Economic implications of Brazil’s uprising

Protests have broke out in Brazil over the rising cost of living and increased public spending on the World Cup.

President Dilma Rousseff has had to cancel plans to visit Japan after protests broke out in large numbers across major cities in Brazil. More than a million people are reported to have taken part in the latest in a wave of demonstrations which were initially praised by Rousseff, who said she was proud so many people were fighting for a better country.

While the protests may have surprised much of the international community they are in fact the product of deep resentment, and many commentators within the country believe political and economic antagonism has been building for some time. The US$0.09 increase in bus fares that sparked the uprising highlights that tensions are already at boiling point, and after several years of economic growth and modernisation, it is clear that Brazil now faces the impending necessity of change.

Underlying economic problems

The uprising in Brazil seems to have unearthed a “reservoir of complaints” ranging from rampant political corruption to poor-quality social services and large tax burdens, The Atlantic reports. Tax rates in the country are comparable to that of the UK or Germany without having the same range of social services to justify them; Brazil ranked second-to-last in education quality in an Economist Intelligence Unit evaluation of 40 countries.

Minimum wages remain low, which is why slight hikes in bus fares have pinched Brazil’s working population. For residents of São Paulo making minimum wage, public transportation usage can account for roughly 26% of their expenses, making the lavish construction projects associated with the 2014 World Cup and 2016 Olympics a hard pill to swallow. From an outsiders’ perspective, high inflation, an appreciating dollar and a possible runaway credit boom are certainly areas of concern.  

Where next?

An interesting observation of the protests is that 77% of them have a college degree. As  popular Brazilian daily Folha de S. Paulo described, they "are not representative of the Brazilian demography" most affected by developments. Unless the protests can somehow reach a bigger proportion of society they are likely to taper off in the future due to a lack of consensus. The absence of a leader and different factions - opposition political parties, social movements and student organisations - jumping into the mix suggests that although discontent will certainly not be quelled, future protests are likely to be pursued by activists with specific agendas.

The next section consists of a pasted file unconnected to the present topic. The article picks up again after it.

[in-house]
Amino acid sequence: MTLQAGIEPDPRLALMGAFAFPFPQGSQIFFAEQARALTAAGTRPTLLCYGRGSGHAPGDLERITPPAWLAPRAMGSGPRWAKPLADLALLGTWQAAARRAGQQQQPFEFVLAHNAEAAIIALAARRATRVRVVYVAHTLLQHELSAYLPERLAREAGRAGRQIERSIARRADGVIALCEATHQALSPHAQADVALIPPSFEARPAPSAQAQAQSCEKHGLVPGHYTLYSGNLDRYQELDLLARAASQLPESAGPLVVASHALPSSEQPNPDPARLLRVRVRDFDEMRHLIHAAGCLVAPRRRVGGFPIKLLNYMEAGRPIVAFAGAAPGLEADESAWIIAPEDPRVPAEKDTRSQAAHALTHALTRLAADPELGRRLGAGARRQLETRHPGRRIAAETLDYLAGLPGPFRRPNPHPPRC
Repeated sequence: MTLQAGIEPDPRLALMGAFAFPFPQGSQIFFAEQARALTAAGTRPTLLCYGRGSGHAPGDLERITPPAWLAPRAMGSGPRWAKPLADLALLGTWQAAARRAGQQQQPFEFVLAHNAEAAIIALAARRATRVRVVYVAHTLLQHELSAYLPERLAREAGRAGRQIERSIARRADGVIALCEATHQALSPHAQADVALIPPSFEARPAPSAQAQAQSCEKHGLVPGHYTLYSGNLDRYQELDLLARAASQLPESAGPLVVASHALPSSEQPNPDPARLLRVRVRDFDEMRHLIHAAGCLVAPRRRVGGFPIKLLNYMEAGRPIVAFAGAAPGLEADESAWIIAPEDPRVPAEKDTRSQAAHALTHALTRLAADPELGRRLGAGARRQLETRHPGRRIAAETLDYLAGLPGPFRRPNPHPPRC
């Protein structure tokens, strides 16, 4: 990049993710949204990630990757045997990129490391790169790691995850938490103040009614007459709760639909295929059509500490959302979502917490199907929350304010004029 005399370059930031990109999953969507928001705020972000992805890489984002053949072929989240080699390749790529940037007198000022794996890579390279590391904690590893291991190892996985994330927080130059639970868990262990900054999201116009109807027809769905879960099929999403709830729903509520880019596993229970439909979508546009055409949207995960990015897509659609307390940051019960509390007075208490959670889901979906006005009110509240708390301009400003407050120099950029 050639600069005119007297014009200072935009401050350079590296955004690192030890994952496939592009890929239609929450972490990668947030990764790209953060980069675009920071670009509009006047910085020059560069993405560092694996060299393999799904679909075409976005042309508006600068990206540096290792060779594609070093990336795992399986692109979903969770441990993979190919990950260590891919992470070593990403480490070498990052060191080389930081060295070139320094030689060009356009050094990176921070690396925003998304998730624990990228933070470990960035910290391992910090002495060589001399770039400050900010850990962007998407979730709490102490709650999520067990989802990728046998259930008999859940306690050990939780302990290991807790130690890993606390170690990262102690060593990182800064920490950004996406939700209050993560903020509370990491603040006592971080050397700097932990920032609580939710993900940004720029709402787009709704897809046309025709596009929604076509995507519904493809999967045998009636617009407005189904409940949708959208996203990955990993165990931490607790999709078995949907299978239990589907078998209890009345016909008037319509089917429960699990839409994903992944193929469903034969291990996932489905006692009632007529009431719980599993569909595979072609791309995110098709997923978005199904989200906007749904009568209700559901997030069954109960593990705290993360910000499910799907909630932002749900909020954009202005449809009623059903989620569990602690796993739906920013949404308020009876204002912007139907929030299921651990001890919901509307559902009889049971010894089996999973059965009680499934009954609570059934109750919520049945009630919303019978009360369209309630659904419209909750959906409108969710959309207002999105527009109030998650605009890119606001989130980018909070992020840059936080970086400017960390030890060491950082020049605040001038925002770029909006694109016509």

Opportunities arise

The World Cup and the Olympics present significant opportunities for Brazil, but what this uprising has shown is that for the country to prosper the rewards must be adequately shared. A rapidly growing economy does not guarantee a high level of social services for the broader population, and these uprisings could spark the political will to ensure that social needs are sufficiently addressed.

Author David J. Maurrasse told the New York Times: “Major sports gatherings can catalyse real and lasting improvements, because they can bring together public, private and nongovernmental sectors. The World Cup and the Olympics have the potential to strengthen schools, improve health through activity and stimulate employment.”

The protests have underlined the challenges awaiting Brazil, but as the World Cup and Olympics approach, the many opportunities the events bring will also shine. The International Olympic Committee said polls have showed that the majority of the population support the games "and the legacy they will bring,” and with improved developments in infrastructure and more international interest, the country is far more likely to prosper than fall.

Businesses will no doubt be keeping a close eye on developments in Brazil. If you have concerns over the market impact of the current situation, talk to our local experts in São Paulo or Rio de Janeiro. At TMF Group we combine our extensive global resources with our unrivalled knowledge of local regulations, cultures and languages to help you achieve your business goals.

 
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